If ceremony photos are especially important to you, it can be helpful for a bride to find out from their officiant what rules exist for photographers before the wedding.
I have my own general set of rules for ceremonies and am careful not to distract from a ceremony as much as possible. This includes respecting space, and shooting without flash as much as I can. However, not all photographers are the same. And, unfortunately, they have ruined it for everyone else and caused many officiants to develop a growing hatred for wedding photographers. I could write a book on how I have been treated as a professional photographer by wedding officiants (and even organists for that matter). It can be a very frustrating experience. However, I always do what I am asked to the best of my ability. But sometimes this ties my hands in terms of the variety and quality of your ceremony photos. I am a professional and I do use professional equipment, capable of shooting in low-light situations, but all these things are factors that determine what your ceremony photos look like and what I am able to deliver to you in the end.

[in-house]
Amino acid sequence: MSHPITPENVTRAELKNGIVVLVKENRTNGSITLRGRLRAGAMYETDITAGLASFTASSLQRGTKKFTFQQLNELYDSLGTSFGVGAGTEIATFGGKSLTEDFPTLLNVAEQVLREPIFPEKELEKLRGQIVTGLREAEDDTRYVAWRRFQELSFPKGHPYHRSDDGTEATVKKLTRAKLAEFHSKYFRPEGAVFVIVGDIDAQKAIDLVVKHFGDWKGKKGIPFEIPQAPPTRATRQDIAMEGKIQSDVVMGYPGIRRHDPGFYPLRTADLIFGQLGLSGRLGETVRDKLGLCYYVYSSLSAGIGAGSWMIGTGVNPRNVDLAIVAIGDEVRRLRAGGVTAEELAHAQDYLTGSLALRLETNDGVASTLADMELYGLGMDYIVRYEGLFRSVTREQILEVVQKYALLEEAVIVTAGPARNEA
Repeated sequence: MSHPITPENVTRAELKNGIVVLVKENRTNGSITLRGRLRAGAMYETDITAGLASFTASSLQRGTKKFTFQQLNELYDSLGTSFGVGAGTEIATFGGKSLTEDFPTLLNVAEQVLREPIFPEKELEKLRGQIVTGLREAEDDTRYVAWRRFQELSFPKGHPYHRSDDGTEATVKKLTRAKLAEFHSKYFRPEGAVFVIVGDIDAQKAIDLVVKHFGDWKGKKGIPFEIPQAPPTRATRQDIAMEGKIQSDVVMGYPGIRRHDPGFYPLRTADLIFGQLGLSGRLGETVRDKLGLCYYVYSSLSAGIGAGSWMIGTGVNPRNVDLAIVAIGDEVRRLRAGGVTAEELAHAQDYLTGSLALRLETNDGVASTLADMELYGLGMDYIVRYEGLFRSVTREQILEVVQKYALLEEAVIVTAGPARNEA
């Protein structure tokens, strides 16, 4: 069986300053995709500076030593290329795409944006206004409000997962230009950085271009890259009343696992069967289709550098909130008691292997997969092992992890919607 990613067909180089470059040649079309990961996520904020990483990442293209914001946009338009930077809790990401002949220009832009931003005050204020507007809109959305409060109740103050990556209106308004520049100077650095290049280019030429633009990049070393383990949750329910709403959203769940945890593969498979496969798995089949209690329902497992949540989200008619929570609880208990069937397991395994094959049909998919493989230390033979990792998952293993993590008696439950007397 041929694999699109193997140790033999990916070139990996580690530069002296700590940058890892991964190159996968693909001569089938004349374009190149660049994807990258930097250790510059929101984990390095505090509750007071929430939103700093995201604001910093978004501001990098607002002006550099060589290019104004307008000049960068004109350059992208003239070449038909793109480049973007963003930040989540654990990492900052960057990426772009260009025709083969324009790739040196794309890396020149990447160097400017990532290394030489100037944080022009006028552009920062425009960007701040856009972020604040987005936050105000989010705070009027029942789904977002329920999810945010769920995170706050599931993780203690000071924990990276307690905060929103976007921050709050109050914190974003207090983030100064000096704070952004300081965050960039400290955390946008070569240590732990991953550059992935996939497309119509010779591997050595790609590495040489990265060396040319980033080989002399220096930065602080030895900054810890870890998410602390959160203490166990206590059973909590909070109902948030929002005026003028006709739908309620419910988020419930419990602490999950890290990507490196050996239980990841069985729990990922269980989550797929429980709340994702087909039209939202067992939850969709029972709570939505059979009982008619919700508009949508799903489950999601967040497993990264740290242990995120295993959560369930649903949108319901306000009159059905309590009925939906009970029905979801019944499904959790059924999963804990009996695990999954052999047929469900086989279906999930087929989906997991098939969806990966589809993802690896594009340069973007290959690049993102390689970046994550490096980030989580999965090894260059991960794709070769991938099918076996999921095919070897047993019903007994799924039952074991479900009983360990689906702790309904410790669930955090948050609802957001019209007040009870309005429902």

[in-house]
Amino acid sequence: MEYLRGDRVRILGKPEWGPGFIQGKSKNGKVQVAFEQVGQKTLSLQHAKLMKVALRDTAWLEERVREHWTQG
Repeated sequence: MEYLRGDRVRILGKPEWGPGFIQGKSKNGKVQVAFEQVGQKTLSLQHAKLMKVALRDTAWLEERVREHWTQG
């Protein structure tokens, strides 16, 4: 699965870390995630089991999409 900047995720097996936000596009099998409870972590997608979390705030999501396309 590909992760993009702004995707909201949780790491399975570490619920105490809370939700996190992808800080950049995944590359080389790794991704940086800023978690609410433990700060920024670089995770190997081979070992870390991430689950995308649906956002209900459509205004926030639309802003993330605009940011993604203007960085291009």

Real Story: I had a client fly me to a different state to shoot her wedding, only to show up and find out that the officiant didn’t want me to shoot at all during the ceremony, he wanted me to “re-create” photos after the ceremony was through. And everything was running an hour late. I knew my client would not be ok with that, so I fought (nicely) for my bride’s interests and worked out a compromise. But it would have been better to work that out before the day of the wedding- I wouldn’t want to bother my bride with such a thing minutes before her wedding. It certainly cuts down on the drama to deal with it in advance, and it helps me be on the same page with your officiant before I even walk in the door.
Bottom Line: It is helpful for me to know ahead of time what to anticipate. If you are not ok with the rules the officiant lays out for the photography, well, brides have more power than photographers. Nicely state your case in advance.